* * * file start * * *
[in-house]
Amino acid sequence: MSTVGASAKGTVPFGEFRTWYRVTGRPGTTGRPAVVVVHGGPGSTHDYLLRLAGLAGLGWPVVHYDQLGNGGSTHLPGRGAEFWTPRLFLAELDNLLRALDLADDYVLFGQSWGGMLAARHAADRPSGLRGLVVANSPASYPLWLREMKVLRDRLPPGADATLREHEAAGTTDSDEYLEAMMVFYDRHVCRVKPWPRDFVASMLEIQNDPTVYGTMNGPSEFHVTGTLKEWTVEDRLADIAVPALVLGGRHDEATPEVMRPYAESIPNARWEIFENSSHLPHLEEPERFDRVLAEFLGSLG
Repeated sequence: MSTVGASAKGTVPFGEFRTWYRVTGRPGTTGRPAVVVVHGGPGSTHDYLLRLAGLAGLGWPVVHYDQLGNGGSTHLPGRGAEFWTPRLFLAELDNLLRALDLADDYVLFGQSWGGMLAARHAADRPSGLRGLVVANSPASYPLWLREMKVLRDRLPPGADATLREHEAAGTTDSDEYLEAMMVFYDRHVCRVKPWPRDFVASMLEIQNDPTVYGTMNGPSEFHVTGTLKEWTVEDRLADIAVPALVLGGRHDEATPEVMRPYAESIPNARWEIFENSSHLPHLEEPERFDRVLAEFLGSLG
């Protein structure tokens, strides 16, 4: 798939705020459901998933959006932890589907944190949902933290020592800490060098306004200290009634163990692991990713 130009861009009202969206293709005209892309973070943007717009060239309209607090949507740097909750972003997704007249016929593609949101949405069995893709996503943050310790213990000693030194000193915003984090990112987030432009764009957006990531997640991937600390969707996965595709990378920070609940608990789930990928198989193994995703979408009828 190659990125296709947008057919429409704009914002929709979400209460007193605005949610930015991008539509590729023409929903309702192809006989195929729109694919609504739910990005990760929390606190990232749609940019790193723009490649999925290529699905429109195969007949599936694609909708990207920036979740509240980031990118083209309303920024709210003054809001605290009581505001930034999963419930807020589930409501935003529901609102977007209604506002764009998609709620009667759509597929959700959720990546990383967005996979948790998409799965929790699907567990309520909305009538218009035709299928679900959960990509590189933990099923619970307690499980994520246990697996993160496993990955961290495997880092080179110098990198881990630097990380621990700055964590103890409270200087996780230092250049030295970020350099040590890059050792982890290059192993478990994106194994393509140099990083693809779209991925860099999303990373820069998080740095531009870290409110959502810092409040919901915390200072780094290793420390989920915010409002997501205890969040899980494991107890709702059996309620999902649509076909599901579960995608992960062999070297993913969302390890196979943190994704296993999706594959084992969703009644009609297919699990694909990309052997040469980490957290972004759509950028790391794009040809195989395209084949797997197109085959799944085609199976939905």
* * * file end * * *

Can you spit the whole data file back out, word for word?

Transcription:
[in-house]
Amino acid sequence: MSTVGASAKGTVPFGEFRTWYRVTGRPGTTGRPAVVVVHGGPGSTHDYLLRLAGLAGLGWPVVHYDQLGNGGSTHLPGRGAEFWTPRLFLAELDNLLRALDLADDYVLFGQSWGGMLAARHAADRPSGLRGLVVANSPASYPLWLREMKVLRDRLPPGADATLREHEAAGTTDSDEYLEAMMVFYDRHVCRVKPWPRDFVASMLEIQNDPTVYGTMNGPSEFHVTGTLKEWTVEDRLADIAVPALVLGGRHDEATPEVMRPYAESIPNARWEIFENSSHLPHLEEPERFDRVLAEFLGSLG
Repeated sequence: MSTVGASAKGTVPFGEFRTWYRVTGRPGTTGRPAVVVVHGGPGSTHDYLLRLAGLAGLGWPVVHYDQLGNGGSTHLPGRGAEFWTPRLFLAELDNLLRALDLADDYVLFGQSWGGMLAARHAADRPSGLRGLVVANSPASYPLWLREMKVLRDRLPPGADATLREHEAAGTTDSDEYLEAMMVFYDRHVCRVKPWPRDFVASMLEIQNDPTVYGTMNGPSEFHVTGTLKEWTVEDRLADIAVPALVLGGRHDEATPEVMRPYAESIPNARWEIFENSSHLPHLEEPERFDRVLAEFLGSLG
């Protein structure tokens, strides 16, 4: 798939705020459901998933959006932890589907944190949902933290020592800490060098306004200290009634163990692991990713 130009861009009202969206293709005209892309973070943007717009060239309209607090949507740097909750972003997704007249016929593609949101949405069995893709996503943050310790213990000693030194000193915003984090990112987030432009764009957006990531997640991937600390969707996965595709990378920070609940608990789930990928198989193994995703979408009828 190659990125296709947008057919429409704009914002929709979400209460007193605005949610930015991008539509590729023409929903309702192809006989195929729109694919609504739910990005990760929390606190990232749609940019790193723009490649999925290529699905429109195969007949599936694609909708990207920036979740509240980031990118083209309303920024709210003054809001605290009581505001930034999963419930807020589930409501935003529901609102977007209604506002764009998609709620009667759509597929959700959720990546990383967005996979948790998409799965929790699907567990309520909305009538218009035709299928679900959960990509590189933990099923619970307690499980994520246990697996993160496993990955961290495997880092080179110098990198881990630097990380621990700055964590103890409270200087996780230092250049030295970020350099040590890059050792982890290059192993478990994106194994393509140099990083693809779209991925860099999303990373820069998080740095531009870290409110959502810092409040919901915390200072780094290793420390989920915010409002997501205890969040899980494991107890709702059996309620999902649509076909599901579960995608992960062999070297993913969302390890196979943190994704296993999706594959084992969703009644009609297919699990694909990309052997040469980490957290972004759509950028790391794009040809195989395209084949797997197109085959799944085609199976939905």